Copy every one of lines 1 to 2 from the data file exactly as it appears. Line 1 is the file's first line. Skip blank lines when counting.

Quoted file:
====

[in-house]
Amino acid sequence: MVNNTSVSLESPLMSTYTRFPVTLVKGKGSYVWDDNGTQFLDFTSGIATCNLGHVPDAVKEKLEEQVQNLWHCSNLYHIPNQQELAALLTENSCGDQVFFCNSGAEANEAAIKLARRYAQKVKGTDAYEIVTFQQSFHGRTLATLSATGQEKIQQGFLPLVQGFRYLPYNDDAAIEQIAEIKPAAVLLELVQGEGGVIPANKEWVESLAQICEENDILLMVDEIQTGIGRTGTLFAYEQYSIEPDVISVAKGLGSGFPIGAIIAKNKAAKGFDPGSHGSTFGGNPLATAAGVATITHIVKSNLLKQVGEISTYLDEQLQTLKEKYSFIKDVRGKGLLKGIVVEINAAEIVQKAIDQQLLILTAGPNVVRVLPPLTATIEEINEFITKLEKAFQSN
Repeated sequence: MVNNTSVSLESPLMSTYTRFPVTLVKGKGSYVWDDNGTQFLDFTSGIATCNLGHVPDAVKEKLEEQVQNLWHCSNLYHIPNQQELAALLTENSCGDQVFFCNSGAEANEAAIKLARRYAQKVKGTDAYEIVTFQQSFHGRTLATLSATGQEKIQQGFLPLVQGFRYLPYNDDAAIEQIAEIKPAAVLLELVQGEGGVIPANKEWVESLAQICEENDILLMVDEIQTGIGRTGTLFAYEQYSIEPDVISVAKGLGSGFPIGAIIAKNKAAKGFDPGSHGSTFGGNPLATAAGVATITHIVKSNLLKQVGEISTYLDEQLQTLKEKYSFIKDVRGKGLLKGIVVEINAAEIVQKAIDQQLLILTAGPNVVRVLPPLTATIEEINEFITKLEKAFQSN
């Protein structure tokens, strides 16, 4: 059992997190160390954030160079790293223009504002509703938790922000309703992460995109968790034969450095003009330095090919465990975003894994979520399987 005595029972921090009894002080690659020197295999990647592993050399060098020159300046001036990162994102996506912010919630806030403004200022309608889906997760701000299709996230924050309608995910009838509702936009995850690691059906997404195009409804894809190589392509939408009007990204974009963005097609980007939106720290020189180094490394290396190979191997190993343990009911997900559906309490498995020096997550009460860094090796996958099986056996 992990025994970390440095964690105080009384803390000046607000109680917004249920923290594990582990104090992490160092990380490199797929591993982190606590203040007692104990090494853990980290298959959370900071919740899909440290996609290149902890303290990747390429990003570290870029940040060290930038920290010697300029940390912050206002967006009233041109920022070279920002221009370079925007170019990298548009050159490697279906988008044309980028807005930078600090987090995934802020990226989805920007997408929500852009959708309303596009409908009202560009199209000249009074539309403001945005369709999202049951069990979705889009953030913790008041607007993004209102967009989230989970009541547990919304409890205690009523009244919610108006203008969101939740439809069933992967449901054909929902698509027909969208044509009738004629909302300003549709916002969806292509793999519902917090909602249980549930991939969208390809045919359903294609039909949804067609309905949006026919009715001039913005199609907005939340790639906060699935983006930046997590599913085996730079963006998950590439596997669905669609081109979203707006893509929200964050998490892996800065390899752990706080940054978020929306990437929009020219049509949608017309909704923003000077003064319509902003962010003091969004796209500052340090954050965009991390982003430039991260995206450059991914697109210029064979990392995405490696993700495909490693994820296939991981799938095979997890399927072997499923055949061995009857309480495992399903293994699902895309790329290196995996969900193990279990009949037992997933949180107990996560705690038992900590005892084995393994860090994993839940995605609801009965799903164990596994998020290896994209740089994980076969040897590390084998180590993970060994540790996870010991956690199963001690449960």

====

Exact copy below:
[in-house]
Amino acid sequence: MVNNTSVSLESPLMSTYTRFPVTLVKGKGSYVWDDNGTQFLDFTSGIATCNLGHVPDAVKEKLEEQVQNLWHCSNLYHIPNQQELAALLTENSCGDQVFFCNSGAEANEAAIKLARRYAQKVKGTDAYEIVTFQQSFHGRTLATLSATGQEKIQQGFLPLVQGFRYLPYNDDAAIEQIAEIKPAAVLLELVQGEGGVIPANKEWVESLAQICEENDILLMVDEIQTGIGRTGTLFAYEQYSIEPDVISVAKGLGSGFPIGAIIAKNKAAKGFDPGSHGSTFGGNPLATAAGVATITHIVKSNLLKQVGEISTYLDEQLQTLKEKYSFIKDVRGKGLLKGIVVEINAAEIVQKAIDQQLLILTAGPNVVRVLPPLTATIEEINEFITKLEKAFQSN